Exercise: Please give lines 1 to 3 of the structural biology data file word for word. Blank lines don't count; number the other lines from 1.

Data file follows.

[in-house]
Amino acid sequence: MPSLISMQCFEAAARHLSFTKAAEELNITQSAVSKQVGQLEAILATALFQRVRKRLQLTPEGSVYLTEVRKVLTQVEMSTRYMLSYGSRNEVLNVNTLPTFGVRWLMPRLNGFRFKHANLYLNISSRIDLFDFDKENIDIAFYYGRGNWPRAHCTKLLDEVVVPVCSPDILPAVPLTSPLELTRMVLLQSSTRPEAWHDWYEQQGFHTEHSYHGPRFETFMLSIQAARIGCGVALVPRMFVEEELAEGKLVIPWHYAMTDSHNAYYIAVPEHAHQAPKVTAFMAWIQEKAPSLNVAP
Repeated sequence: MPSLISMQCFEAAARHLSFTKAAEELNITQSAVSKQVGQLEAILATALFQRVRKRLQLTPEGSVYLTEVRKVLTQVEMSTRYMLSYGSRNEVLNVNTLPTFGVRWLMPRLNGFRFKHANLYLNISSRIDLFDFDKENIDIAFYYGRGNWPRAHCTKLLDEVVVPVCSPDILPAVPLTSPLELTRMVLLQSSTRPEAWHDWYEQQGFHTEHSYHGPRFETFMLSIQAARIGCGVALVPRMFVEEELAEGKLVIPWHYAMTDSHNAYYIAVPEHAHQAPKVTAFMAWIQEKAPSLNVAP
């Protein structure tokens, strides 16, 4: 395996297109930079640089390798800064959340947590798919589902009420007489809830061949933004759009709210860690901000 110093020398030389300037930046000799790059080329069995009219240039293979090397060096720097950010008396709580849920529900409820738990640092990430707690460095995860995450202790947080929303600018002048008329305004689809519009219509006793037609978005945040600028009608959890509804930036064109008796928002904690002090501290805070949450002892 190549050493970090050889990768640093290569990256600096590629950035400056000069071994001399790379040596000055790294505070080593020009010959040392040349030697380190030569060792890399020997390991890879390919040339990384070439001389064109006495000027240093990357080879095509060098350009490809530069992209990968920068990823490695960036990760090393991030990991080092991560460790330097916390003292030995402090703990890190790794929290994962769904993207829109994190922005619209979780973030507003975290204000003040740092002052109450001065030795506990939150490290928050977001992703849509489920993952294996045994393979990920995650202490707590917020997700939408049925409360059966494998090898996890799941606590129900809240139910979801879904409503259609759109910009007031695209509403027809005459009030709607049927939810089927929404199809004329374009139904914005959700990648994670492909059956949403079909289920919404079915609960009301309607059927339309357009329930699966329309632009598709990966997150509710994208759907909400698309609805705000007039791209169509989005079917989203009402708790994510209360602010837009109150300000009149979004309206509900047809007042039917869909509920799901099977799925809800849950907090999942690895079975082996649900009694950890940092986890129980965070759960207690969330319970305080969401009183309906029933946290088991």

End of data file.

[in-house]
Amino acid sequence: MPSLISMQCFEAAARHLSFTKAAEELNITQSAVSKQVGQLEAILATALFQRVRKRLQLTPEGSVYLTEVRKVLTQVEMSTRYMLSYGSRNEVLNVNTLPTFGVRWLMPRLNGFRFKHANLYLNISSRIDLFDFDKENIDIAFYYGRGNWPRAHCTKLLDEVVVPVCSPDILPAVPLTSPLELTRMVLLQSSTRPEAWHDWYEQQGFHTEHSYHGPRFETFMLSIQAARIGCGVALVPRMFVEEELAEGKLVIPWHYAMTDSHNAYYIAVPEHAHQAPKVTAFMAWIQEKAPSLNVAP
Repeated sequence: MPSLISMQCFEAAARHLSFTKAAEELNITQSAVSKQVGQLEAILATALFQRVRKRLQLTPEGSVYLTEVRKVLTQVEMSTRYMLSYGSRNEVLNVNTLPTFGVRWLMPRLNGFRFKHANLYLNISSRIDLFDFDKENIDIAFYYGRGNWPRAHCTKLLDEVVVPVCSPDILPAVPLTSPLELTRMVLLQSSTRPEAWHDWYEQQGFHTEHSYHGPRFETFMLSIQAARIGCGVALVPRMFVEEELAEGKLVIPWHYAMTDSHNAYYIAVPEHAHQAPKVTAFMAWIQEKAPSLNVAP